Anti-Semitic violence in 2015 lowest in decade, report finds

There was a 46-per-cent decrease in anti-Semitic violence around the world in 2015 compared to 2014, a research centre said Wednesday, on the eve of Israel's annual Holocaust Remembrance Day.

Tel Aviv University's Kantor Center said it recorded 410 violent incidents in 2015, compared to 766 in 2014.

"This is the lowest number in the recent decade," said the centre, noting however that 2014 was an "especially difficult year" mainly because of the Gaza War. 

But the centre noted that there was a dramatic increase in non-violent acts, mainly anti-Semitic expressions on social media, which "turned more threatening and insulting."

Prime Minister Benjamin Netanyahu, in an address before hundreds of people gathered for an evening memorial service at Jerusalem's Yad Vashem Holocaust institute, warned that anti-Semitism remained pervasive.

Nazi ideology "pointed to the Jews as the source of all evil in the world," Netanyahu said, adding that modern anti-Semitism pointed to Israel as the source of all evil.

Lies about the Jews and willfully false propaganda about Israel "are being spread on social media - means Hittler and Goebbels wouldn't have dreamed of," he said.

Hostility against Israel, not just in the Arab world, but also in the West, including "among British lawmakers, senior officials in Sweden and public-opinion-shapers in France," had long ago departed from legitimate criticism, he charged.

He said that while "there are those who are willing to reconcile" with a future nuclear Iran, Israel was and would not. 

"There are those who'd like to ignore the intentions of Iran, which carves onto its rockets the words 'Israel will be destroyed' and holds a competition of cartoons to deny the Holocaust, these very days! Is there anything sicker than that?"

The study by Tel Aviv University warned of the dangers faced by Jewish communities in Europe, who today feel increasingly "threatened" by radicalized Muslim citizens and growing support for right-wing parties.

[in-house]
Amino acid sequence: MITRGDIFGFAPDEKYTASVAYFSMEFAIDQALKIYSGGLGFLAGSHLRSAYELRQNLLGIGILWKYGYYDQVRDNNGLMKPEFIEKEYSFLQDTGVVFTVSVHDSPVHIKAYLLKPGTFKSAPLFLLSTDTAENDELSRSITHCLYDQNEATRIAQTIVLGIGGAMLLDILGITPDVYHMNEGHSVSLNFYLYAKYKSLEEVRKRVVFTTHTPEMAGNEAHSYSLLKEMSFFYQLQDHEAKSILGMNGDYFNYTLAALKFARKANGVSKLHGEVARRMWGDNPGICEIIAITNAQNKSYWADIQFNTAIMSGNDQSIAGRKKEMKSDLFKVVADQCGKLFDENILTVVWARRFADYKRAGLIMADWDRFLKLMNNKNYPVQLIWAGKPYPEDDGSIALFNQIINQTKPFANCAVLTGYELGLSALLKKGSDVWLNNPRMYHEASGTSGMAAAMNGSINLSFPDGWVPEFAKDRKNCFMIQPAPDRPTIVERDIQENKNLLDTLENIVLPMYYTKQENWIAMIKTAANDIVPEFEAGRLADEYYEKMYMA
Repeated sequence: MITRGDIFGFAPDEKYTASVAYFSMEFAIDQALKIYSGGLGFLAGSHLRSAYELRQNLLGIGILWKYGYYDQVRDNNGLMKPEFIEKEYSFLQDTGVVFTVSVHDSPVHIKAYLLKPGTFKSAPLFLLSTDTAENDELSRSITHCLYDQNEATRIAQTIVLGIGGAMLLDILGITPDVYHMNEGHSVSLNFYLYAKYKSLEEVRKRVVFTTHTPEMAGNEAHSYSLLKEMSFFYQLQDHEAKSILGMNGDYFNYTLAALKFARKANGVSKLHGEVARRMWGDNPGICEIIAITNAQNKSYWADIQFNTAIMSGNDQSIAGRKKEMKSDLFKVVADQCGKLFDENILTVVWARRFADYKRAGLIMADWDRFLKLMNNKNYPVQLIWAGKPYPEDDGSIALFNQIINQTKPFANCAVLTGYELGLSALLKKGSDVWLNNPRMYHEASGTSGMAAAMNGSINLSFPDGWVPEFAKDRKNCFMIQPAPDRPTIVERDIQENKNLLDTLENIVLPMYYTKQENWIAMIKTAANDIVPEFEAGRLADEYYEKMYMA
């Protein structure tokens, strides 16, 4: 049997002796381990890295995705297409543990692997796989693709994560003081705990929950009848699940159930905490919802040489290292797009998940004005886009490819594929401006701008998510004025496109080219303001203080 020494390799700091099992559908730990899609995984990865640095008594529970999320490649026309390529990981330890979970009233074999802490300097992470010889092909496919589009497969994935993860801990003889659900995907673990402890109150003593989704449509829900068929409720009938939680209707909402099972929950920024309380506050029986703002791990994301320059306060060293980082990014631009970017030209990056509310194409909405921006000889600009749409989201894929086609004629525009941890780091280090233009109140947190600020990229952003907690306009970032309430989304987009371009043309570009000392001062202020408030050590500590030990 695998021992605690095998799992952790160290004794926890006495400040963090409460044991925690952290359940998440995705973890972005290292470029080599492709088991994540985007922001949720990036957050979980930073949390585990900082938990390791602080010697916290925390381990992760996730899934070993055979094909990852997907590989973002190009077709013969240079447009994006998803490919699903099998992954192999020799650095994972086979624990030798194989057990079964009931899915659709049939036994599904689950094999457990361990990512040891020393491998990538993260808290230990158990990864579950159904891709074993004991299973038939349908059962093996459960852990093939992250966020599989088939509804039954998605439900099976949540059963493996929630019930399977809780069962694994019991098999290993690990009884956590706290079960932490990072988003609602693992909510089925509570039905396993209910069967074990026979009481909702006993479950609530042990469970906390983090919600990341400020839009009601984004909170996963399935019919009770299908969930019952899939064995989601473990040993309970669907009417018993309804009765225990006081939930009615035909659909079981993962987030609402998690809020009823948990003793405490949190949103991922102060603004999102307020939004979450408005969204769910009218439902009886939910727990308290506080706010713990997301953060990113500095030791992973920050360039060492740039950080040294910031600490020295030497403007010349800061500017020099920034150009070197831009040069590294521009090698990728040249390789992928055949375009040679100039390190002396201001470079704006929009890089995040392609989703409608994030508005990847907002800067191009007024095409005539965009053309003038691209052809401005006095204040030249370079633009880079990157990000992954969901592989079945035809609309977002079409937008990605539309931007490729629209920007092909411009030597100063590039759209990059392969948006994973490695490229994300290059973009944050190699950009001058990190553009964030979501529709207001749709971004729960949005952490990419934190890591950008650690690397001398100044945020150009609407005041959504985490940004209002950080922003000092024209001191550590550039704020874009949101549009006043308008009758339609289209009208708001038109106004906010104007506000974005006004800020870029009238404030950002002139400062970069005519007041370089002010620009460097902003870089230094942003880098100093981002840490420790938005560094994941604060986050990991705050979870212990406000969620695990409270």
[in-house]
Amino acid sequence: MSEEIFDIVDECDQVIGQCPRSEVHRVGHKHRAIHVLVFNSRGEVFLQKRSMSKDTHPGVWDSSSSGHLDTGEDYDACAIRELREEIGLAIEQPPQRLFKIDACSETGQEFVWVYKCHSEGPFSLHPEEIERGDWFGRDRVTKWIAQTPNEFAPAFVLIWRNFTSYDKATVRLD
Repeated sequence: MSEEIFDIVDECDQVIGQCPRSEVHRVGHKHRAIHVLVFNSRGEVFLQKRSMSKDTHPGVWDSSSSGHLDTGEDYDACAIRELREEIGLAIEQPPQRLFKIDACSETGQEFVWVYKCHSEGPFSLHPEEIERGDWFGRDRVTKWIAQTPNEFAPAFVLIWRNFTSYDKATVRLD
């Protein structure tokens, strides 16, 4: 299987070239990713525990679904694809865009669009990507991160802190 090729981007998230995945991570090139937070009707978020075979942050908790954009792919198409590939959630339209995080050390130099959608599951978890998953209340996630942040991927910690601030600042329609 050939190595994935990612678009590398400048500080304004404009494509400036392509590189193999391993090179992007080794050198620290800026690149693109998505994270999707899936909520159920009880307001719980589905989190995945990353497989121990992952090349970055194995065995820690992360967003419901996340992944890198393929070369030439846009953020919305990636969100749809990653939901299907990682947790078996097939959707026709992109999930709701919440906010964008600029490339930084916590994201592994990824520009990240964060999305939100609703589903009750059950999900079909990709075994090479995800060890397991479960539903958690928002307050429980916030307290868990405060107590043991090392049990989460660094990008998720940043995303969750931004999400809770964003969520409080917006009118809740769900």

One reason for the decline in violence against Jewish people and property cited by the report were increased security measures following the 2015 Paris and Copenhagen attacks.  

In Germany, for one, violent acts dropped from 76 to 37. The acts included desecrations of cemeteries and a memorial and the beating up of a man at an underground station who said he was Jewish.

On Thursday, Israelis will observe two minutes of silence as morning sirens wail in remembrance of the 6 million Jews killed during the Holocaust.

Aside a state wreath-laying service at Yad Vashem, ceremonies at schools, colleges and universities are scheduled throughout the country during the day. In Poland, thousands of Jewish youths from around the world are set to participate in the annual March of the Living - a 3-kilometre march from Auschwitz to Birkenau, the two sections of the largest Nazi extermination camp complex.

Although the United Nations has designated January 27 as international Holocaust Remembrance Day, Israel traditionally marks it on the 27th day of the Jewish month of Nissan - one week before Independence Day to symbolize the rise of the state from the ashes of the Holocaust.

Holocaust Remembrance Day lasts from sunset Wednesday until sunset Thursday.

Israel celebrates its memorial day for fallen soldiers and its independence day next week.

Last update: Fri, 24/06/2016 - 08:49
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